Contending with a health crisis is never easy. Managing an illness or injury can be a long and frightening process. But it’s not only the stress of the condition that you have to deal with. The financial burden of medical care can also take a tremendous toll.
There are ways, however, to manage unexpected medical bills without depleting your life savings. We’ll show you how.
Analyze and Negotiate Costs
When you’re dealing with unexpected medical bills, one of the first and most important things you can do is request itemized invoices for every charge. Not only does this allow you to identify superfluous charges and other billing errors, but it also enables you to better negotiate your medical care costs with the health provider’s billing department.
In addition to negotiating with the billing department for reduced fees, you may also be able to negotiate a low or no-interest repayment plan that accommodates your budget. Typically, healthcare providers will accept payment in monthly installments, provided that the debt is paid off in full within a year or so.
When you’re negotiating price discounts and repayment plans, you might find it helpful to partner with a patient advocate. They can advise you not only on the financial resources that may be open to you, but they can also counsel you on what is and is not reasonable in regard to care costs.
Consider Alternative Sources of Funding
Once you’ve attempted to negotiate your costs and you’re certain that your healthcare provider will not accept further discounts, it’s time to consider alternative sources of funding. A low or no-interest repayment plan as described above can be an affordable and easy option for managing your medical bills. However, in the long run, it may not provide the most savings.
Many healthcare providers will offer steep cost reductions if you pay the bill immediately and in one lump sum. Given that these discounts may slash your total costs by 20, 30, or even 40%, it may be worth your while to consider whether you have any alternate sources of funds to draw on.
For example, though your retirement funds are generally sacrosanct, the price reductions you earn from paying in full upfront may make tapping into your retirement worthwhile. The key is to ensure that you have a plan for replenishing those funds, including accommodating any fees or penalties that might come from an early withdrawal.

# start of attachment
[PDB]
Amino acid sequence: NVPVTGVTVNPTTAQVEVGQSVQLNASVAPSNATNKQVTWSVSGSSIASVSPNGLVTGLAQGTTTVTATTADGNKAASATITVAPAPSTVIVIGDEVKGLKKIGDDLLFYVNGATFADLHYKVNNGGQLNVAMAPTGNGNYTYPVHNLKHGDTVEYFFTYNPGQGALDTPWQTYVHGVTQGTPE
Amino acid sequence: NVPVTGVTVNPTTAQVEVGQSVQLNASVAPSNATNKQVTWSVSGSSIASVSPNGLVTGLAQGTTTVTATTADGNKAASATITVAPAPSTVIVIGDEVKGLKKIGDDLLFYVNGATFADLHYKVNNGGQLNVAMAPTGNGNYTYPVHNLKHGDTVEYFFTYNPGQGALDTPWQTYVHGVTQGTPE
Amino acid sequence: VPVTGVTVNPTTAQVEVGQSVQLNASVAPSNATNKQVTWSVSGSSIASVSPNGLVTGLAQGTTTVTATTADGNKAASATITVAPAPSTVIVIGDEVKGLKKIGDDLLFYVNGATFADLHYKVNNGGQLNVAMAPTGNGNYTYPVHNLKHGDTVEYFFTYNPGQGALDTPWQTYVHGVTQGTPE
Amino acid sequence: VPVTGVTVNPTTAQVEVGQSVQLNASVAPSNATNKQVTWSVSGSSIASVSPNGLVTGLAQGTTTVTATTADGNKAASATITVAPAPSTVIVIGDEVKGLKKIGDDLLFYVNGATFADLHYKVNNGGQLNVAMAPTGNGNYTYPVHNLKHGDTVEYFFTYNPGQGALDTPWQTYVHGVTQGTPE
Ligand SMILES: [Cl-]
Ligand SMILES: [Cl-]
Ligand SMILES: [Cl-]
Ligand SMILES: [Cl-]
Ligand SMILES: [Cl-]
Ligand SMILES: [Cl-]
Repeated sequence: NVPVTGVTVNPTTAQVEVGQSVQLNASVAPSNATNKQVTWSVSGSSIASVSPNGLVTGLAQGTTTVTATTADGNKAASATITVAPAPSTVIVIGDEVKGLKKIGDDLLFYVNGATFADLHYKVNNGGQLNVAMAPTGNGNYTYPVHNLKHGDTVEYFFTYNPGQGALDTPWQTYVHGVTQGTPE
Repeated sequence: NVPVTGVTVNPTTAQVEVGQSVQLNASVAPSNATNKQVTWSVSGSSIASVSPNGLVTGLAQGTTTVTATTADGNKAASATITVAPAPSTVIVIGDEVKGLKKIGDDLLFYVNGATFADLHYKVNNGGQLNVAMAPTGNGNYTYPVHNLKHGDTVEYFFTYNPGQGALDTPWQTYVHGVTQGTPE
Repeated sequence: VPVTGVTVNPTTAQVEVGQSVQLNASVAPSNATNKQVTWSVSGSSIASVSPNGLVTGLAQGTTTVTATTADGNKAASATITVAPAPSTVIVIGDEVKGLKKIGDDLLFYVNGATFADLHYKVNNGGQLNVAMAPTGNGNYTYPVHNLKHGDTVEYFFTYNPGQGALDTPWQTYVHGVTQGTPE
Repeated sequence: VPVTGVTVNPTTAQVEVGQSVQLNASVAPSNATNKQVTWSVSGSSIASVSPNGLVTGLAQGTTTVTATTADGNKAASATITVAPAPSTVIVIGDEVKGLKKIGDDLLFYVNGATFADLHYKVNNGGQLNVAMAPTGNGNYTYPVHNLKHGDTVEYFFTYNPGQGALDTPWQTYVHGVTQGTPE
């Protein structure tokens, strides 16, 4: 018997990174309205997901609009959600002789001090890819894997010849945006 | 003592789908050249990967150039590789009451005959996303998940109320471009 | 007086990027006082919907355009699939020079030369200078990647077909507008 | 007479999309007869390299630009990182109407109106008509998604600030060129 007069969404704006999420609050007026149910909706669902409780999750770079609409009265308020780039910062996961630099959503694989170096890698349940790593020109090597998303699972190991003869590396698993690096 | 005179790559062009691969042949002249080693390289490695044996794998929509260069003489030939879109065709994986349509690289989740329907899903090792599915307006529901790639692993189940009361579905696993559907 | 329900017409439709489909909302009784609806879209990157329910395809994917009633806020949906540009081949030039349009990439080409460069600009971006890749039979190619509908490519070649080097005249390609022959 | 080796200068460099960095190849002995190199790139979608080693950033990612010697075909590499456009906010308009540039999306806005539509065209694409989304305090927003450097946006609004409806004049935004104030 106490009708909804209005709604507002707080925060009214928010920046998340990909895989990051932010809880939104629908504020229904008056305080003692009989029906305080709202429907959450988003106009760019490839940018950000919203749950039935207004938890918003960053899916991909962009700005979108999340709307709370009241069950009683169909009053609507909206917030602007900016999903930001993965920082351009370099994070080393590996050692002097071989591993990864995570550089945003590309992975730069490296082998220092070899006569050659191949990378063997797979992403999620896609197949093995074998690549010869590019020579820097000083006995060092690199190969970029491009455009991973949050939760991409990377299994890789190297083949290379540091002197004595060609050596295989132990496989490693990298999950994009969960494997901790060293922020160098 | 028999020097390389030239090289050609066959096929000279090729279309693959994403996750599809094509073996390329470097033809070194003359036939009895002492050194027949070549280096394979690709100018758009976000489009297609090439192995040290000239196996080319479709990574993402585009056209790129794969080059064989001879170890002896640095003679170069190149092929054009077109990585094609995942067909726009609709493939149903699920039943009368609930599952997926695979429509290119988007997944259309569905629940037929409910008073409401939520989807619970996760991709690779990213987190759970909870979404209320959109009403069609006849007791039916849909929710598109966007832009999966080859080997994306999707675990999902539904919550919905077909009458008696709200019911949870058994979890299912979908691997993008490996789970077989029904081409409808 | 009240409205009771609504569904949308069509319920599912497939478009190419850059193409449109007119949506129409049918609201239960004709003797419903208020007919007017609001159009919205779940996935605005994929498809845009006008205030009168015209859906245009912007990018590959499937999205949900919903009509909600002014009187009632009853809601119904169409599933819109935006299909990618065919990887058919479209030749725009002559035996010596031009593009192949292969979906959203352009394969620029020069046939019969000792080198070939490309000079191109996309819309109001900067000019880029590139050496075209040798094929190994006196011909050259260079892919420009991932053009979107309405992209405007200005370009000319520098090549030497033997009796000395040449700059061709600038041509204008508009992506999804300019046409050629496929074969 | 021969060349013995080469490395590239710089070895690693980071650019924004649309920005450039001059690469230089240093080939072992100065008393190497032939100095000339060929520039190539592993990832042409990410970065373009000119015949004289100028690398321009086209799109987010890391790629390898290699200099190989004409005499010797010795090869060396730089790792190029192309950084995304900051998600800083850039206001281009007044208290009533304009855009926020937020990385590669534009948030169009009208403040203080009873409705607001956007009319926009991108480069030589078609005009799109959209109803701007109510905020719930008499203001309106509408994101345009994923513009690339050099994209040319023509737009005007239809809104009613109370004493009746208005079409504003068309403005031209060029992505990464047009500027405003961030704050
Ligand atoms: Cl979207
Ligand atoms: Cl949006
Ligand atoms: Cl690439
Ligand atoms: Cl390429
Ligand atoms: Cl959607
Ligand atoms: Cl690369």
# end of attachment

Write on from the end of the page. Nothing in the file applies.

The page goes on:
To maximize your retirement savings, for instance, you might diversify your investment portfolio or, if your employer matches your contributions, you might increase your retirement fund allocations per pay period. This can help you quickly restore what you lost when paying off your medical debt at a discount.
Consider Using Credit (Judiciously)
If your healthcare provider is unwilling to accept a repayment plan or if they’re offering a significant discount for a single, lump sum payment, then you might consider putting some or all of the debt on a low-interest credit card.
This isn’t a decision to be made lightly, however. Credit card debt can be devastating in the long term. Creditors can and frequently do sue over unpaid credit card bills.
For this reason, if you do choose to use a credit card for your medical expenses, ensure that it’s a card with the lowest rate. If possible, you may choose to transfer and consolidate credit balances from higher-interest cards onto a single, lower-interest card. Above all, ensure that you’re making more than the minimum payment each month, that every payment is on time, and that you pay off that credit debt as quickly as you can.
A health crisis can take a tremendous physical and mental toll, but it doesn’t have to take a financial toll as well. With strategy, effort, and diligence, you can manage those unexpected medical bills without draining your bank account.